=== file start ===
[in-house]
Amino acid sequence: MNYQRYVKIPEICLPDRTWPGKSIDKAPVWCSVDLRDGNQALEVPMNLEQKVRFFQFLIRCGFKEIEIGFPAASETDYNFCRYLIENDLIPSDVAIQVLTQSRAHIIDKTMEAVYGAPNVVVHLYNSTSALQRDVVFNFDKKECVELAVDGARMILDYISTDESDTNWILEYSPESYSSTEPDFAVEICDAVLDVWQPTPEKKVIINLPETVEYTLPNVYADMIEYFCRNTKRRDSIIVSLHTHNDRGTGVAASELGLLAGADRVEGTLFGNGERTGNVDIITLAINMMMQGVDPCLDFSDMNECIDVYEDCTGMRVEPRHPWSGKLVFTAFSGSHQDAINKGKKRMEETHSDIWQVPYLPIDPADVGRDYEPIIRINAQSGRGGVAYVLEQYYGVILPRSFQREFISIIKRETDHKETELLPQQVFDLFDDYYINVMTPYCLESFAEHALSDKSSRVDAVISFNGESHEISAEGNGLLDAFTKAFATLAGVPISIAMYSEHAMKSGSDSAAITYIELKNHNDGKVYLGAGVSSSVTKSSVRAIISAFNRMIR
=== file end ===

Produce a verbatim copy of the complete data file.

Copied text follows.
[in-house]
Amino acid sequence: MNYQRYVKIPEICLPDRTWPGKSIDKAPVWCSVDLRDGNQALEVPMNLEQKVRFFQFLIRCGFKEIEIGFPAASETDYNFCRYLIENDLIPSDVAIQVLTQSRAHIIDKTMEAVYGAPNVVVHLYNSTSALQRDVVFNFDKKECVELAVDGARMILDYISTDESDTNWILEYSPESYSSTEPDFAVEICDAVLDVWQPTPEKKVIINLPETVEYTLPNVYADMIEYFCRNTKRRDSIIVSLHTHNDRGTGVAASELGLLAGADRVEGTLFGNGERTGNVDIITLAINMMMQGVDPCLDFSDMNECIDVYEDCTGMRVEPRHPWSGKLVFTAFSGSHQDAINKGKKRMEETHSDIWQVPYLPIDPADVGRDYEPIIRINAQSGRGGVAYVLEQYYGVILPRSFQREFISIIKRETDHKETELLPQQVFDLFDDYYINVMTPYCLESFAEHALSDKSSRVDAVISFNGESHEISAEGNGLLDAFTKAFATLAGVPISIAMYSEHAMKSGSDSAAITYIELKNHNDGKVYLGAGVSSSVTKSSVRAIISAFNRMIR